Study by Rutgers University’s Media + the Public Interest Initiative reveals troubling gaps in news coverage
Do low income communities get less news? New research from Rutgers University suggests that they do. And it’s not just less — a review of the news in communities of different sizes and income levels indicates significant differences in both the quantity and quality of local journalism.
In “Assessing the Health of Local Journalism Ecosystems: A Comparative Analysis of Three New Jersey Communities,” researchers examined the journalistic infrastructure, output, and performance in the New Jersey communities of Newark, New Brunswick, and Morristown.
The research, supported by the Democracy Fund, the Geraldine R. Dodge Foundation, and Knight Foundation, indicates substantial differences in the volume and quality of reporting. Low income communities saw less coverage than higher income neighboring cities.
Why does this matter?
In Newark, with a population of 277,000 and a per capita income of $13,009, there are only 0.55 sources of news for every 10,000 people. Whereas, in New Brunswick, with a population of 55,000 and a per capita income of $16,395, there are 2.18 news sources for every 10,000 people. But the differences are most stark in comparison to Morristown, which has a population of 18,000 and a per capita income of $37,573 but 6.11 news sources for every 10,000 people.
These pronounced differences in the availability of sources of journalism were then reflected in how much journalism was produced within these three communities:
- Morristown residents received 23 times more news stories and 20 times more social media posts from their local journalism sources per 10,000 capita than Newark residents, and 2.5 times more news stories and 3.4 times more social media posts per 10,000 capita than New Brunswick residents.
- New Brunswick residents received 9.3 times more news stories and six times more social media posts per 10,000 capita than Newark residents.
Similar differences across the three communities often persisted when the researchers focused on aspects of the quality of local journalism, such as the extent to which the stories were original (rather than repostings or links to other sources); the extent to which the stories were about the local community; and the extent to which the stories addressed critical information needs, such as education, health, and civic and political life.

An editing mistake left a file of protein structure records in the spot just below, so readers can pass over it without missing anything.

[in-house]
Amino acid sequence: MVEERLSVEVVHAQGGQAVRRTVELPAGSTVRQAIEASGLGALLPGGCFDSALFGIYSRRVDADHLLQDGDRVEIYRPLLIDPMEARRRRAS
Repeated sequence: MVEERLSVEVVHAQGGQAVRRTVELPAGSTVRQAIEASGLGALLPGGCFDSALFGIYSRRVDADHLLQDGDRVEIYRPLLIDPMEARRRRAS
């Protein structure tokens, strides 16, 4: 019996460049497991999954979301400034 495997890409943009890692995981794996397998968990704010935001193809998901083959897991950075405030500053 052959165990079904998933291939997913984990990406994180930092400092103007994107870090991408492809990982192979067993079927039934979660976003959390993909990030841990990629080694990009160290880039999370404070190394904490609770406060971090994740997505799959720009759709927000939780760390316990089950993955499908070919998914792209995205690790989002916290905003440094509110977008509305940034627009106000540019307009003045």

While the study only focuses on three communities, these findings signal a critical problem in local journalism, in which lower-income communities may be underserved relative to wealthier communities.
“If journalism and access to information are pillars of self government then these findings suggest those tools of democracy are not being distributed evenly, and that should be cause for concern,” said Prof. Philip Napoli, the study’s lead author.
Researchers analyzed one week of online journalism content across these three communities, focusing on both the home page content and social media (Facebook and Twitter) postings for all television, radio, print, and online journalism sources that could be located within these communities.
“With this project,” Prof. Napoli said, “we are trying to develop a set of metrics that can be used to analyze local journalism in ways that would helps us draw comparisons across communities and help us understand if local journalism is changing in individual communities over time.”
This research is part of the News Measures Research Project, an ongoing effort by Rutgers University’s Media + the Public Interest Initiative, which is located within the School of Communication and Information at Rutgers University’s New Brunswick campus supported by the Democracy Fund and the Geraldine R. Dodge Foundation, and the John S. and James L. Knight Foundation.
“The results are troubling,” said Molly de Aguiar and Josh Stearns, who oversee Dodge’s media and journalism funding. You can’t look at the research and not wonder how this inequality and lack of access to information impacts people’s lives. Prof. Napoli’s study is a step toward documenting and diagnosing the impact of New Jersey’s changing media landscape and a call to action for those of us who care about supporting engaged and informed communities.”
De Aguiar and Stearns are working with Brick City Live in Newark, New Brunswick Today in New Brunswick and Morristown Green in Morristown – as well as journalists and residents in other cities across New Jersey – on a series of creative experiments in community engagement and revenue development with hopes of finding ways to expand access to sustainable, trustworthy news and information for all people.
“What we are learning through our journalism sustainability work is that many of the solutions to closing these gaps exist in the creativity, passion and expertise of the local communities themselves,” the pair said. “Together with people across New Jersey we are trying to rebuild local journalism networks and newsrooms that are rooted in and responsive to the communities they serve.”
The goal of the News Measures Research project is to develop analytical tools for assessing the health of local journalism. More information about the Media + the Public Interest Initiative and the News Measures Research Project can be found at http://mpii.rutgers.edu.